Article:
This article considers the responsibilities of a contractor when engaging the services of a sub-contractor, who claims to have incurred a cost in providing materials for the work being undertaken.
The legislation requires the contractor to have complete responsibility for establishing that the amount a sub-contractor is claiming as material costs is genuine and reasonable before allowing the cost to be excluded from the amount on which CIS deductions are calculated. Failure by the contractor to obtain satisfactory evidence or where they are unable to verify that the costs are reasonable could lead to HMRC requesting an underpayment of CIS if they feel the costs are overstated without justification.
A recent update from HMRC suggests that from April 2021 they will be looking much more closely at material costs being claimed by sub-contractors when undertaking compliance reviews and so the days of allowing the sub-contractor a tax-free “mark-up” on materials will have to stop.
A sub-contractor who hires plant to carry out the work he has been engaged to do can claim the cost of the hire plus fuel and consumables as material costs when requesting payment from the contractor.
However, this only applies where the sub-contractor has actually hired the plant and equipment from a third party and so, where the sub-contractor already owns the plant or is in the process of buying the plant, then a deduction for materials will not be applicable. It is important for the contractor to establish the correct position regarding the plant and the contractor is well within its rights to request sight of an invoice where the sub-contractor claims to have leased or hired the plant for the specific job in hand.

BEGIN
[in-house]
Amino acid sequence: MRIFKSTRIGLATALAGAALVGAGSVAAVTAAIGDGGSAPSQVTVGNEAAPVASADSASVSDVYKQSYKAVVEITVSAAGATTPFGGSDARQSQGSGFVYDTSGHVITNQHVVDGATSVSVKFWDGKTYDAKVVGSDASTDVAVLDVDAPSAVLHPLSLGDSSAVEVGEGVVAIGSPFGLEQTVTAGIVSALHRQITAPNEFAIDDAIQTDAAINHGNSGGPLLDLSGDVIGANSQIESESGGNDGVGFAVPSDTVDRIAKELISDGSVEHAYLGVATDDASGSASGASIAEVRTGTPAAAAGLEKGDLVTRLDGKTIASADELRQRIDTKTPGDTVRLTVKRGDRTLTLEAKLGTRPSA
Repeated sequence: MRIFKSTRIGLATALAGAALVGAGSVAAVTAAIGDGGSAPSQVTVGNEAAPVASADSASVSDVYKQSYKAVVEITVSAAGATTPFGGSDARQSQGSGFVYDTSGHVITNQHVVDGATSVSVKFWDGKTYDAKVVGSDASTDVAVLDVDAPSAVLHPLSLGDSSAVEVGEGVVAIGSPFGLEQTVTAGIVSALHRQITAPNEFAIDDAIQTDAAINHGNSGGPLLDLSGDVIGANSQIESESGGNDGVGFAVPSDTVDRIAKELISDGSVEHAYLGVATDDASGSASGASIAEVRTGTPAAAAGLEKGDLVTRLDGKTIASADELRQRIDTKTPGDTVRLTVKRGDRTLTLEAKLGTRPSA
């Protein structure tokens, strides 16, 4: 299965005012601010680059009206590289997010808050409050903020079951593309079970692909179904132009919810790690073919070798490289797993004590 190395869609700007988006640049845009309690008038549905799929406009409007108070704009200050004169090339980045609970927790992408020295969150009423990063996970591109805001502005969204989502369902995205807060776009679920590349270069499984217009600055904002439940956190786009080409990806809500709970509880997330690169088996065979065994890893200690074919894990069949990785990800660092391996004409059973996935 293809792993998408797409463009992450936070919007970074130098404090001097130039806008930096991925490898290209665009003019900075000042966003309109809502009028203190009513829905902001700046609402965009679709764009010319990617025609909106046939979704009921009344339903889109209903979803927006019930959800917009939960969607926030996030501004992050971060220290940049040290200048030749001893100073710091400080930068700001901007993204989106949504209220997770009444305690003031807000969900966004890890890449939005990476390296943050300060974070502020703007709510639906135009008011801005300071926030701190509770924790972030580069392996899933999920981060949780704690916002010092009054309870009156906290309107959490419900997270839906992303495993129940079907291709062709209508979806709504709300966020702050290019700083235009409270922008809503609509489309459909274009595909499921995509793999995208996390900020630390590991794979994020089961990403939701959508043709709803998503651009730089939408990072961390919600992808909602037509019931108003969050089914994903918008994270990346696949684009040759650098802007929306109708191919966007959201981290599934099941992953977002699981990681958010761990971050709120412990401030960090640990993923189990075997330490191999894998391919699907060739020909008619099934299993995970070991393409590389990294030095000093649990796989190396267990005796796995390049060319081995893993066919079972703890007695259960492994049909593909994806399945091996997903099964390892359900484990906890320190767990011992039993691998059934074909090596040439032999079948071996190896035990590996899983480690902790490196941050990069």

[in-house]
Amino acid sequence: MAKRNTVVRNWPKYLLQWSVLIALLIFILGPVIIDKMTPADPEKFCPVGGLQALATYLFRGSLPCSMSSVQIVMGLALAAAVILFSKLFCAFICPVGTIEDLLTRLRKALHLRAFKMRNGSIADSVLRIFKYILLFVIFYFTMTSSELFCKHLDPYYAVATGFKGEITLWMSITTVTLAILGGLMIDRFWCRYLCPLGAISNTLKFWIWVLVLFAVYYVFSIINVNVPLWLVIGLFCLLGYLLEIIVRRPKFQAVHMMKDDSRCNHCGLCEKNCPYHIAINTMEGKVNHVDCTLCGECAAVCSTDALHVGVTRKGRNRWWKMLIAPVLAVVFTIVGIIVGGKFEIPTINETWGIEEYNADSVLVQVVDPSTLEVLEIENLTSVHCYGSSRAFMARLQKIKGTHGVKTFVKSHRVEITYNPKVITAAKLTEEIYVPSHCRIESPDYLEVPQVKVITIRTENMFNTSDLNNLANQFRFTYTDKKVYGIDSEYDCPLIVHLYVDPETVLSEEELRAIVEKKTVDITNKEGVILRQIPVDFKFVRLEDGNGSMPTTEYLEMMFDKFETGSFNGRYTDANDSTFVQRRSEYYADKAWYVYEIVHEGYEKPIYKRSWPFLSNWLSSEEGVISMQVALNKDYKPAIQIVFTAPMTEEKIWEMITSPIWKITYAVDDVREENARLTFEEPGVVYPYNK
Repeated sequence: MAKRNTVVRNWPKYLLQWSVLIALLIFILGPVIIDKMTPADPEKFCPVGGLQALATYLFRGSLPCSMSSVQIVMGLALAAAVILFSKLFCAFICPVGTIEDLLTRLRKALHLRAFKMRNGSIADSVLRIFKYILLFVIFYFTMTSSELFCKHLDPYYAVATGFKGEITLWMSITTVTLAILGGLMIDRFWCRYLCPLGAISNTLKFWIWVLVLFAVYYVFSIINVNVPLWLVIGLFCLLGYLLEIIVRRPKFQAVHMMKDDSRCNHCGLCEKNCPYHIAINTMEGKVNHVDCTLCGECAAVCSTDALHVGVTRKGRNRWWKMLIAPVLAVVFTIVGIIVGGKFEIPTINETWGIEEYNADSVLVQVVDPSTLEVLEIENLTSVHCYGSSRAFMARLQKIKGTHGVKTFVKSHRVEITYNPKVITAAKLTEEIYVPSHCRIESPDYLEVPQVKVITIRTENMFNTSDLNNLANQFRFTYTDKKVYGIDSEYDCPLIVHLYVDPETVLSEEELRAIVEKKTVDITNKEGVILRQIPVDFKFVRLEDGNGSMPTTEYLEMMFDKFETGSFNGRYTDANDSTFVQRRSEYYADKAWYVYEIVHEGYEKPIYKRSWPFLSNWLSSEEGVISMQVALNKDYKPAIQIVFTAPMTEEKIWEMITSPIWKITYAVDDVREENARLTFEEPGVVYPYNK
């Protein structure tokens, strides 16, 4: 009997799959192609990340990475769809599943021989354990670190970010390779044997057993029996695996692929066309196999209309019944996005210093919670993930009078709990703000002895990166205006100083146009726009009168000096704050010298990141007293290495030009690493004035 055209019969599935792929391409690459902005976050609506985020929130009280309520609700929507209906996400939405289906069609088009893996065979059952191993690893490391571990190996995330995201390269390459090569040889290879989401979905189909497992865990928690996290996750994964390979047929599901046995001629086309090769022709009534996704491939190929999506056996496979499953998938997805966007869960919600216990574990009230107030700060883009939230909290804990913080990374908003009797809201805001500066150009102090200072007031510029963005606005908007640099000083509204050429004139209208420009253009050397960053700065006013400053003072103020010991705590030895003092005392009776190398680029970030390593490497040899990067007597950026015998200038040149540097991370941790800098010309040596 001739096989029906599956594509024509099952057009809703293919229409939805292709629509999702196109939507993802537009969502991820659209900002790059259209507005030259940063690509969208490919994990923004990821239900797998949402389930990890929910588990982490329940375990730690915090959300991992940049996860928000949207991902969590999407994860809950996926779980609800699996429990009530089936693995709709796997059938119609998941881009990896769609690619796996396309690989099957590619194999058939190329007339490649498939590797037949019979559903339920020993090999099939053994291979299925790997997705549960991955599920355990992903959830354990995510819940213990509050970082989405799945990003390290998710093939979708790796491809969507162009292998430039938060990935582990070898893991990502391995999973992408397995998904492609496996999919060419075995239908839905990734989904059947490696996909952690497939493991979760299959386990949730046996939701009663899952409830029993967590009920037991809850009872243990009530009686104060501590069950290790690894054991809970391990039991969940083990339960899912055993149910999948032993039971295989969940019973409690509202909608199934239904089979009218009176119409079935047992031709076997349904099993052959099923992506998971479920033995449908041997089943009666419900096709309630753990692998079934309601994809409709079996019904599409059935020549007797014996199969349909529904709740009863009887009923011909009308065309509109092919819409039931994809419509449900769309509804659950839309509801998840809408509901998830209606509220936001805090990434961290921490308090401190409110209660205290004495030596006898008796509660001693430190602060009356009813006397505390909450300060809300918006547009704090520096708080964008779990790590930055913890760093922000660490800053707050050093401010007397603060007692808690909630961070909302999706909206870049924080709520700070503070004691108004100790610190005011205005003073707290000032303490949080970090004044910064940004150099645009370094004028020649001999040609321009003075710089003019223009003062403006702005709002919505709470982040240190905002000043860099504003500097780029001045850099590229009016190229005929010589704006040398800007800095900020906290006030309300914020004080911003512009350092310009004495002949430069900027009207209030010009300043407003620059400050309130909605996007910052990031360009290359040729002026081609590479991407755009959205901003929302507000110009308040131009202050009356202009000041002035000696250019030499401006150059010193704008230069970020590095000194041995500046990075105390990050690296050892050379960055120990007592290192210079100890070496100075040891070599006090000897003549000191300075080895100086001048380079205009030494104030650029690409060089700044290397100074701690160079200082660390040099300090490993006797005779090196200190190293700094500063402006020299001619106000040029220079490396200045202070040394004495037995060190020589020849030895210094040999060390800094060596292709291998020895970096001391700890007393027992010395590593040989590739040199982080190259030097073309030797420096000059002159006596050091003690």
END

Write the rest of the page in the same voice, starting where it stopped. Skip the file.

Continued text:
Again, where HMRC are not satisfied that the plant was hired then they will almost certainly demand any resulting underpayment of CIS from the contractor so, it is vitally important that the contractor has sufficient evidence to support the materials deduction.
Where there is a contract between a contractor and sub-contractor involving the hire, erection and dismantling of scaffolding, if the sub-contractor owns the scaffolding, the whole payment is subject to the appropriate CIS deductions. It may be argued that there are two separate actions such as one to erect and/or dismantle and then another for the hire of the equipment, however this would still fall within CIS on the basis that it is a mixed contract.
It follows that a deduction for material costs can only be allowed where the sub-contractor can prove that it has hired the scaffolding required to meet the terms of the contract.
Whatever the reason for the failure, HMRC will consider the contractor responsible for any underpayment of CIS where the contractor is unable to demonstrate that it took steps to ensure that the material costs claimed by the sub-contractor were reasonable or genuine.
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